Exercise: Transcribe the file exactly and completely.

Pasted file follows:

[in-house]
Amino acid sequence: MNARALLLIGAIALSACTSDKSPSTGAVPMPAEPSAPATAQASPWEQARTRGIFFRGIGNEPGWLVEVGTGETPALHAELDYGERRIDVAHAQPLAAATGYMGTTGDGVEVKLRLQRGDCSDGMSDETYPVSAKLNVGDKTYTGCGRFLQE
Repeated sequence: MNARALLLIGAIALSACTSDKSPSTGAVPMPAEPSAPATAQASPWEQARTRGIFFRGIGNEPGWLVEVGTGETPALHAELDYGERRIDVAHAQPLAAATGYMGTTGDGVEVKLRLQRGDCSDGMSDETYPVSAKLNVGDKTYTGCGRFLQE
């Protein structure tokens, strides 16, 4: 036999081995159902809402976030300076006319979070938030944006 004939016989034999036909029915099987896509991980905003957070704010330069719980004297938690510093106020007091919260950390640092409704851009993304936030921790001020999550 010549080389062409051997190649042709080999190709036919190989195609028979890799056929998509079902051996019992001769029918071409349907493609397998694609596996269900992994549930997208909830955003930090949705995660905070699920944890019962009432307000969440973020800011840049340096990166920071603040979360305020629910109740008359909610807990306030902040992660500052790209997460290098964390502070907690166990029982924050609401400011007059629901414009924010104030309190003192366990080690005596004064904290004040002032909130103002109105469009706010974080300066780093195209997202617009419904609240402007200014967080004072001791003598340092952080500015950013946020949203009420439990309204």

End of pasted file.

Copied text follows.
[in-house]
Amino acid sequence: MNARALLLIGAIALSACTSDKSPSTGAVPMPAEPSAPATAQASPWEQARTRGIFFRGIGNEPGWLVEVGTGETPALHAELDYGERRIDVAHAQPLAAATGYMGTTGDGVEVKLRLQRGDCSDGMSDETYPVSAKLNVGDKTYTGCGRFLQE
Repeated sequence: MNARALLLIGAIALSACTSDKSPSTGAVPMPAEPSAPATAQASPWEQARTRGIFFRGIGNEPGWLVEVGTGETPALHAELDYGERRIDVAHAQPLAAATGYMGTTGDGVEVKLRLQRGDCSDGMSDETYPVSAKLNVGDKTYTGCGRFLQE
């Protein structure tokens, strides 16, 4: 036999081995159902809402976030300076006319979070938030944006 004939016989034999036909029915099987896509991980905003957070704010330069719980004297938690510093106020007091919260950390640092409704851009993304936030921790001020999550 010549080389062409051997190649042709080999190709036919190989195609028979890799056929998509079902051996019992001769029918071409349907493609397998694609596996269900992994549930997208909830955003930090949705995660905070699920944890019962009432307000969440973020800011840049340096990166920071603040979360305020629910109740008359909610807990306030902040992660500052790209997460290098964390502070907690166990029982924050609401400011007059629901414009924010104030309190003192366990080690005596004064904290004040002032909130103002109105469009706010974080300066780093195209997202617009419904609240402007200014967080004072001791003598340092952080500015950013946020949203009420439990309204």